Pennsylvania Secretary of the Commonwealth
BY MAC WARNER
Harrisburg, Pennsylvania: The “Miracle at Philadelphia” in 1787, that resulted in our enduring Constitution, united a fractured country struggling to find trust in its government, balance individual freedoms with national sovereignty, establish checks and balances through three branches of government, and find middle ground between small states and large states. When asked “What type of government have you given us?” Ben Franklin replied, “A republic, Madam, if you can keep it.” Those words echo through the centuries, and strike at the heart of today’s divided America.
Charleston, West Virginia: Franklin’s Constitutional Convention compatriot, George Washington, grew up surveying the lands of Appalachia in what is present-day West Virginia. Those years of western exploration imbued Washington with military prowess, enabling him to one day lead a fledgling Continental Army to victory over the most powerful force on earth, the British Army. Ultimately, Washington was unanimously elected the first President of the United States of America.
Today, it is appropriate for state election officials in the Keystone State of Pennsylvania and the Mountain State of West Virginia to join forces to make sure we keep the republic which Franklin and Washington worked so hard to give us.
In our roles as Chief Election Officers for our states, politics goes away. Foremost in our minds is maintaining the security and integrity of elections, as well as maintaining voters’ confidence in the election process from registration, to voting, to tabulation and certification. Yet, the explosion of technology — social media in particular — has challenged America in ways Ben Franklin never could have imagined. Some people claim America has never been as divided as it is today, and the hostile tenor of today’s political discourse gives credence to such claims. That is why organic efforts are springing forth to return civility to American politics, and Pennsylvania and West Virginia are helping lead that effort.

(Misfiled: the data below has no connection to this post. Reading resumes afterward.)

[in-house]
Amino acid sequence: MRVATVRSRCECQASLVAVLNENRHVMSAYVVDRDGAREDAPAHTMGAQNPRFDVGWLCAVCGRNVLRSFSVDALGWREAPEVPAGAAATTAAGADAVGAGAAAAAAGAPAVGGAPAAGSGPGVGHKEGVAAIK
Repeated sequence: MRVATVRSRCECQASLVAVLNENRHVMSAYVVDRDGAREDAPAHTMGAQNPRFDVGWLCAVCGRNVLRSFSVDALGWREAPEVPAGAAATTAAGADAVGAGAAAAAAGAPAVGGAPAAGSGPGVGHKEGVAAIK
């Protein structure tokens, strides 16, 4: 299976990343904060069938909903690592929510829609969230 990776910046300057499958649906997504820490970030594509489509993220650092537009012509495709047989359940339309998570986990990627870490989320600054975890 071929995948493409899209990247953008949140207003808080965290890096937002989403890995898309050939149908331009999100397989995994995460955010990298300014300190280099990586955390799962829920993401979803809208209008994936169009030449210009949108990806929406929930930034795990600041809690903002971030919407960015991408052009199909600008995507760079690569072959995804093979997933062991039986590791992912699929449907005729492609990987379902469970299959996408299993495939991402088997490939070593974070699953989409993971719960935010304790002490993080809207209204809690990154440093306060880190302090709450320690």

With Election 2020 upon us, residents will soon be flooded with information on voter registration, polling locations, voting dates and deadlines, and absentee or mail-in ballot applications. Social media and individuals alike can now create and share content at a rapid pace, accurate or not. Consider that a small error, like tweeting that a polling place closes at 7 p.m. instead of 7:30 p.m. or 8 p.m., could prevent eligible people from voting. Misinformation (unintentional) and disinformation (intentionally bad information) that is formed easily and goes viral quickly have become major threats to our democratic system. The consequence diminishes confidence in our democracy.
Please remember that county election officials and secretaries of state are your trusted sources for election information. We refer you to #TrustedInfo2020, a nonpartisan initiative providing credible election information directly from election officials, and to state-specific information at votesPA.com and at GoVoteWV.com. With proper information, and a civil approach to politics, we can do like the Founding Fathers did over 200 years ago: unite this country, balance security with human freedom, and restore trust in government.
The Mason-Dixon line marks the boundary between Pennsylvania and West Virginia and is widely considered the demarcation between north and south. But, when it comes to elections, think of it as a seam of glue, holding the U.S. together. A bond was formed between the people, the land, and the idea of freedom during our Revolution. The bond whereby government exists to protect our inalienable rights was forever etched into our Constitution in Philadelphia. There is no north and south, Democrat and Republican, liberal and conservative, or left and right when it comes to running free and fair elections, the cornerstone of our Republic. Pennsylvania and West Virginia have joined forces to protect the integrity of our democracy and keep it forever for our posterity. This is where America comes together.